|In the past two decades, there have been rapid advances in networking technology coupled with the growth of the Internet and the World Wide Web (WWW). These technologies have altered the way that business is conducted. They have driven change in the collection, measurement; analysis and communication of information within and between organizations, facilitated in particular by such technologies as E-commerce, the Internet, Enterprise Resource Planning (ERP) systems, and Electronic meetings .
|The implication of Information Technology (IT), especially ERPs and e-commerce, for management accountants has become a rich topic of research [2-8]. It is argued that the implementation of electronic commerce would have an impact on the back office  and would result in dramatic changes in internal organizational functioning . Furthermore, Kogan et al.  argue that electronic commerce will have a profound effect on the role of management accounting in decision support and control. They claim that Internet technology will increase significantly the analytical power, relevance, and reach of management accounting.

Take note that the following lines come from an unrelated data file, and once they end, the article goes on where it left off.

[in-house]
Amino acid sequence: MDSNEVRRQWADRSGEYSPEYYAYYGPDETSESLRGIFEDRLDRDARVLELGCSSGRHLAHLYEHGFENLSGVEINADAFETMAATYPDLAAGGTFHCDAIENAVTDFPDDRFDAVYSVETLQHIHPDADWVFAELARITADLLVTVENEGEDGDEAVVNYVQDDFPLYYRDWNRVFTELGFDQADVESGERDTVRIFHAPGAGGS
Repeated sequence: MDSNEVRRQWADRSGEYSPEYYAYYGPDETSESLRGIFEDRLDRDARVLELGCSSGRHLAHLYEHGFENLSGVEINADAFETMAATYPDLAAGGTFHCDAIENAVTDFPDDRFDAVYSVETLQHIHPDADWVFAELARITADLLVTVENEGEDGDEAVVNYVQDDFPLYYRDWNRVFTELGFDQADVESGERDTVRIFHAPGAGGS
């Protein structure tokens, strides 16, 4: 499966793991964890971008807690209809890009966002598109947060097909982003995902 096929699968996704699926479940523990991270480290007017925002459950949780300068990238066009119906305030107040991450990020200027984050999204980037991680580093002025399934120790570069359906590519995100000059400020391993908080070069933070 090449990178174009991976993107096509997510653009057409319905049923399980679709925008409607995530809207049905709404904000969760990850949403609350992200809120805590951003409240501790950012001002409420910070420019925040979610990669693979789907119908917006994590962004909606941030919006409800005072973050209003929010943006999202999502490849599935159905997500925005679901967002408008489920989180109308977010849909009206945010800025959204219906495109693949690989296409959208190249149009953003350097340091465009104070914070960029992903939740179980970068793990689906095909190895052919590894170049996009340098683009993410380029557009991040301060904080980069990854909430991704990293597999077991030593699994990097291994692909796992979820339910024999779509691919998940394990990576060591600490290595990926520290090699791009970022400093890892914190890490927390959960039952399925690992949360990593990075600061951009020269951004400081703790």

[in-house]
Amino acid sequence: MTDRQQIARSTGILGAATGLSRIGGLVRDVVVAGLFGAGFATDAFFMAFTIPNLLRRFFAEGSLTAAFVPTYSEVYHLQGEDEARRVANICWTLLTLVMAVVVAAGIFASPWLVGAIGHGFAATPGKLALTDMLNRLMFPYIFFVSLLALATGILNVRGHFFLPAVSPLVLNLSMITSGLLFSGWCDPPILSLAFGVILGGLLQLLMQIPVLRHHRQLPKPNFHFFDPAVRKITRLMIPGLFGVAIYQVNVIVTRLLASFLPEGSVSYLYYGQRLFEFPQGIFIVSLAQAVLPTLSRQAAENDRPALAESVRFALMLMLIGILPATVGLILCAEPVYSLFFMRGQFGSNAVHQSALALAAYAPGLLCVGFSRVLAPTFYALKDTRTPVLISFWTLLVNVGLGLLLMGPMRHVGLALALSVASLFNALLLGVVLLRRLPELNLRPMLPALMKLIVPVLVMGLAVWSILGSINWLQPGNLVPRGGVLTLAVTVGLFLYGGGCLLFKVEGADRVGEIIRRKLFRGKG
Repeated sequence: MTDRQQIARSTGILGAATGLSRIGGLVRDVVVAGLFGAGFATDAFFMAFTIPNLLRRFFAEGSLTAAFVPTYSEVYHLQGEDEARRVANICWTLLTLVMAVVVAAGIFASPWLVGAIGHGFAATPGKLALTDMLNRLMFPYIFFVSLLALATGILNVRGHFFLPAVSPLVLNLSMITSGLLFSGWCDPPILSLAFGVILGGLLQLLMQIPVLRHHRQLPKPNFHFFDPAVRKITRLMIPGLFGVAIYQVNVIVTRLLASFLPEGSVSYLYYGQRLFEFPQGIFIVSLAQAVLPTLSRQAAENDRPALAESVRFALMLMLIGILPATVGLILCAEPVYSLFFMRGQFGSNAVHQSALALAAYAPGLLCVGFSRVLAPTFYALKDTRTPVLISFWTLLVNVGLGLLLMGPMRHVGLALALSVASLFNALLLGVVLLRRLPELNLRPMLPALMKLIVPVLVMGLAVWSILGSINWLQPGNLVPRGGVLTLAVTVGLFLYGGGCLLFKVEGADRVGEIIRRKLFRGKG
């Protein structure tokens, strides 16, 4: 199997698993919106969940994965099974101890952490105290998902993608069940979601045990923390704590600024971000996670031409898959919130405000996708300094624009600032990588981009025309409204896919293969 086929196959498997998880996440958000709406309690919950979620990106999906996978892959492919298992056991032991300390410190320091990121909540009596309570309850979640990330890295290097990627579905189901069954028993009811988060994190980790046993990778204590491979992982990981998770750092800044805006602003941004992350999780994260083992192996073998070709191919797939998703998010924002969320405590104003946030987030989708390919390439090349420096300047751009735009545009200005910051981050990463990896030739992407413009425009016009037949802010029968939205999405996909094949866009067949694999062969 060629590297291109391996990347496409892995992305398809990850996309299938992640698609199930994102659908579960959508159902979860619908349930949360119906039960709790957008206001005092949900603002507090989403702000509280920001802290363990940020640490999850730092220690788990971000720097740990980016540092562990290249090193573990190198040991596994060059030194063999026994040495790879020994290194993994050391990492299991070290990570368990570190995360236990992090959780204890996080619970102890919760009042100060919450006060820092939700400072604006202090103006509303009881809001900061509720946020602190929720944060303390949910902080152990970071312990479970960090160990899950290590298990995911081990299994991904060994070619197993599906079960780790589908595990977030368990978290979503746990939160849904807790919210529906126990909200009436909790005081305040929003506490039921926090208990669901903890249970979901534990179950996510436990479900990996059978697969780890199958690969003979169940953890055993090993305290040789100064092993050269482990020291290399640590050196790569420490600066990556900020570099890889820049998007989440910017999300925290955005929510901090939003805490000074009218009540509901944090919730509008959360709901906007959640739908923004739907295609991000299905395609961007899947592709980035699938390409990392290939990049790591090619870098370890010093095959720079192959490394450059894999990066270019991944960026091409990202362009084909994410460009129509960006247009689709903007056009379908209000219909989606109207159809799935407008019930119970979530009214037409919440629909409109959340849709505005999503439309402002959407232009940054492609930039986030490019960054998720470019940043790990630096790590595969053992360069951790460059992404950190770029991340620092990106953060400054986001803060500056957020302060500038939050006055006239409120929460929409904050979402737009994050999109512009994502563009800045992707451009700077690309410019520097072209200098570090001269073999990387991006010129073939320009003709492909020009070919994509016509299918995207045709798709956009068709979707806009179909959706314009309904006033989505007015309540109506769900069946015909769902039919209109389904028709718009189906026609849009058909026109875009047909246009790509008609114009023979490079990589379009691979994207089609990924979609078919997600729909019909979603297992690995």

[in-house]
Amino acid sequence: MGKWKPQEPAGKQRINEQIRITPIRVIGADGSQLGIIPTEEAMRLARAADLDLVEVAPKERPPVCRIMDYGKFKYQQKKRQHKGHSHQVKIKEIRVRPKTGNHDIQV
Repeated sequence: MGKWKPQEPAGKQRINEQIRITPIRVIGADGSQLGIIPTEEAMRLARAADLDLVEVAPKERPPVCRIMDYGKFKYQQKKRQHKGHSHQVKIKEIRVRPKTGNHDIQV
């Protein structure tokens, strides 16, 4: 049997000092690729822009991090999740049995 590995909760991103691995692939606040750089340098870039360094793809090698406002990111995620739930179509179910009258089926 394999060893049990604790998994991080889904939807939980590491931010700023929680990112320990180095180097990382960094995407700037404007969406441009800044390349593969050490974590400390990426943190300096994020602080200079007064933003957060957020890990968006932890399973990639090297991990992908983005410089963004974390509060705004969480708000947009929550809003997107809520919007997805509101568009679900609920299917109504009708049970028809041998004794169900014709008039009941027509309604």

|There is some research [12-14] on the role that might be played by management accounting in inter-firm supply chain management. The results of Youssef  also indicated that the B-to-B e-commerce has facilitated dramatic changes in the management accounting practices towards decision support and control. However, there is very little research that studies the implication of the Internet growth on other areas of accounting.
|At this juncture, yet more research need to be undertaken in studying the implication of Internet growth on the accounting profession in various areas. As the spread of the Internet revolutionizes access to information and spawns electronic commerce, it is expected to change professional practices not only in management accounting but also in financial reporting, auditing, and tax accounting. The ease of electronic publishing will tempt organization to move from traditional reports to Web published reports. The scope and frequency of financial disclosure will also increase. The reliance of tax authorities on on-line interactive tax audits will increase. Auditors will face new challenges regarding their responsibility in relation to expanded information reporting and online disclosures. Risks of intrusion and viruses, will present new challenges to accountants. The demand for research into these issues is urgent since the Internet technology is spreading rapidly.
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